The plan represents the conception of the designer committed to paper in a specific and comprehensive manner.
Any development, to be worth while, should be studied in the plan before attempting to execute the work on the ground.
In landscape work it is usually advisable to have two general plans - the grading plan and the planting plan.
The grading plan is the essential beginning of the landscape design; the foundation on which the picture we desire to create will be realized. It shows the location and arrangement of all the practical and utilitarian features. It provides for the walks and drives and gives the established grades for the same. It shows in a concrete form the scheme devised for the grading and lawn making, the proper preparation of all portions on which turf is wanted. The gardens are located, grades established, enclosures and architectural features, such as fountains and pools, provided for. Questions of drainage are carefully considered and taken care of; also the water supply for lawns, gardens, fountains and pools. In fact, all the physical features are provided for and specified so that estimates for the whole or for any part of the work may easily be secured.
IN ITS FIRST STAGE OF LANDSCAPE DEVELOPMENT.
Fig. 5. - This residence is on a lot about 200 x 200 feet. is completed and some little stock has been placed in accordance with a preconceived plan. - See page 10.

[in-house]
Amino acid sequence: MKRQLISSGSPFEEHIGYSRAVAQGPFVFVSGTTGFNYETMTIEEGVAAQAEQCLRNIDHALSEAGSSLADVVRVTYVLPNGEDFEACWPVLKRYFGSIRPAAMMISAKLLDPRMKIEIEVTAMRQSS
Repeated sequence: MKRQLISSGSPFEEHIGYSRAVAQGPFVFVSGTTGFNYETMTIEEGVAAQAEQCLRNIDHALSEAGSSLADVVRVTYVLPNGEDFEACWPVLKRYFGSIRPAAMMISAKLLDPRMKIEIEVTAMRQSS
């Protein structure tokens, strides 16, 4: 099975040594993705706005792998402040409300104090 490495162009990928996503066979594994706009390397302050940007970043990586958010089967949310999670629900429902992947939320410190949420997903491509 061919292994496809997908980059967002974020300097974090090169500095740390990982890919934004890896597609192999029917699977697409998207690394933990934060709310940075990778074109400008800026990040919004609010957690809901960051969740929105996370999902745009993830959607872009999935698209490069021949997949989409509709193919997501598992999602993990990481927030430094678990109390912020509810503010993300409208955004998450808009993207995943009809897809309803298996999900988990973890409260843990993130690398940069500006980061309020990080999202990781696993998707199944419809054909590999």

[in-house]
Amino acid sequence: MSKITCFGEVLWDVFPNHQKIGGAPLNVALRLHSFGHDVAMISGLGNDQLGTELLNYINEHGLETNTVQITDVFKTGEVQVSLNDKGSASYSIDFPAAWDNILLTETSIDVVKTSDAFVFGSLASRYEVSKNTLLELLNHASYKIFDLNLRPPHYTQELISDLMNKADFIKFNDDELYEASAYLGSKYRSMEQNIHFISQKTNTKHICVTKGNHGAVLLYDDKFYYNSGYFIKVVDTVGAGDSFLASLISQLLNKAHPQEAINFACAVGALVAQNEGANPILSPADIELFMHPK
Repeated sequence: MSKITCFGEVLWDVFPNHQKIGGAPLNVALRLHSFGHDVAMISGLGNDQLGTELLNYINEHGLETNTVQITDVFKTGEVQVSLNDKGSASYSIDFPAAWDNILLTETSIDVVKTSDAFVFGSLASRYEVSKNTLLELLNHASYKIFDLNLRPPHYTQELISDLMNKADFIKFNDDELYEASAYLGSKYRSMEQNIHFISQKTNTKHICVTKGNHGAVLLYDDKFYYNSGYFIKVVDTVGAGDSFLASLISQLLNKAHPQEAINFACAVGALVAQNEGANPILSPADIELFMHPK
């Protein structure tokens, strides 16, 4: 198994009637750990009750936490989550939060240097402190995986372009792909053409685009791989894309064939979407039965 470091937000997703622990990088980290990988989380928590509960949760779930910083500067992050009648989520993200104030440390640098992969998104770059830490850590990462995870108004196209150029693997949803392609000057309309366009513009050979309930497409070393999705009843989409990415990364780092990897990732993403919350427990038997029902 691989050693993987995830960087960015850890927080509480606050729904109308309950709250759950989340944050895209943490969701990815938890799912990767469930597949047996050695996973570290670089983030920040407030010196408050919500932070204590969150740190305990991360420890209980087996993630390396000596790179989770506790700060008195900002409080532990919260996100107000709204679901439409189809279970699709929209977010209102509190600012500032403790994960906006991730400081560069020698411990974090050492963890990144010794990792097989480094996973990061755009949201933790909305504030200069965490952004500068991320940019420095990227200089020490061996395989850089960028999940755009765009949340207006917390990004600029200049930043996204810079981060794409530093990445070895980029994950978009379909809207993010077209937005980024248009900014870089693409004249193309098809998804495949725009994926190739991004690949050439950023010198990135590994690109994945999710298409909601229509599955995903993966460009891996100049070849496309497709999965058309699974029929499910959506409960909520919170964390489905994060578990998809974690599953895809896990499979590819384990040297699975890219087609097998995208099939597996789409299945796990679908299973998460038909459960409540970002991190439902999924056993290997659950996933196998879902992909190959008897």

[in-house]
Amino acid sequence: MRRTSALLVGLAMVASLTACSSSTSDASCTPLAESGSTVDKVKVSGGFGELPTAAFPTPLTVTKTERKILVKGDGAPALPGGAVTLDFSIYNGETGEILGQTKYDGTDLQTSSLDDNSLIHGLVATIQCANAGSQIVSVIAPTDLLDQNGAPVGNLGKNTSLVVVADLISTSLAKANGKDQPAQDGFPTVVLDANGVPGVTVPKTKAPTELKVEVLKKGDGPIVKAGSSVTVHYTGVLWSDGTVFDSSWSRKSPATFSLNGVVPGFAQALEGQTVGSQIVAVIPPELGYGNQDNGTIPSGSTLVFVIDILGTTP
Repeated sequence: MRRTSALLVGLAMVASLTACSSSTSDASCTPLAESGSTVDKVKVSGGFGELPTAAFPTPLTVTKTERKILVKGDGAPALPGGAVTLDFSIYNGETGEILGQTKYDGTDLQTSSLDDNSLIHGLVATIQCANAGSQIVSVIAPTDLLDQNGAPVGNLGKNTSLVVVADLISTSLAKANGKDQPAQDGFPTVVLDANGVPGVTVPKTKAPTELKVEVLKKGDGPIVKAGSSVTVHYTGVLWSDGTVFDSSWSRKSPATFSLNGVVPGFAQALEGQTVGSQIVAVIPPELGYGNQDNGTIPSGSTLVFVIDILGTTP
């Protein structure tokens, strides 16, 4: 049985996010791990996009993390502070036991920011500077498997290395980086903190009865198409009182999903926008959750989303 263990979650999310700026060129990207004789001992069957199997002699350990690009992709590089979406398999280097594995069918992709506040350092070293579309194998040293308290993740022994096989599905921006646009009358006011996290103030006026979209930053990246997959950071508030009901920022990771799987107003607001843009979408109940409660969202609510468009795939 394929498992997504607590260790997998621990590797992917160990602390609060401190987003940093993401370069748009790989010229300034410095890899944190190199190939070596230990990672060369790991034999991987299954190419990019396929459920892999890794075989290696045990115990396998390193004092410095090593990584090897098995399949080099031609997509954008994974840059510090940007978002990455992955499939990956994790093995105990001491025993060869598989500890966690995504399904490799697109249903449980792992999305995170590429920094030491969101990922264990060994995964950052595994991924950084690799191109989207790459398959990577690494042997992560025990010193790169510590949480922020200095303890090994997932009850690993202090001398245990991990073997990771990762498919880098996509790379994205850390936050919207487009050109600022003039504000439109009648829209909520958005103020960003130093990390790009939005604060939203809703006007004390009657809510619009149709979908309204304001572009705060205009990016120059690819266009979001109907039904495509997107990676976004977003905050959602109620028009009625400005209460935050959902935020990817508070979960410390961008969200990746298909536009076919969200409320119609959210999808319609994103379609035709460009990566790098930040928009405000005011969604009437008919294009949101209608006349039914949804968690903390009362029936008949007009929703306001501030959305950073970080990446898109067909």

A STUDY IN HARMONY.
Fig. 6. - Well arranged, artistic properties are an uplift to the community. The building is the same as that shown on page 16. - See page 10.
To prepare a grading plan there must first be a simple survey of the property. The map of the survey should show the property lines and existing features, such as large trees, buildings, roads, if any, all in their true relative dimensions and positions.
In connection with this survey levels should be taken showing the existing contours at intervals of from one to five feet, according to the slope of the ground. Also elevations at the base of trees and in the vicinity of buildings, the sidewalk elevation, and the crown of the highway.
I will not go very deeply into the technicalities of making a survey or of running levels. On small properties anyone with a knowledge of simple engineering can get all the data necessary; on larger estates a topographical survey is necessary.
The planting plan represents the horticultural and esthetic part of the design. It shows the selection and distribution of the trees and plants, each having a definite purpose and a direct bearing on the whole general scheme. In the making of such a plan all the questions that the reader will find taken up and considered in the chapters on Tree and Shrub Planting, Flower Gardens, etc., are important, and their application is shown in Chapter XI (Planting Plans And Keys Thereto), where many concrete examples will be found.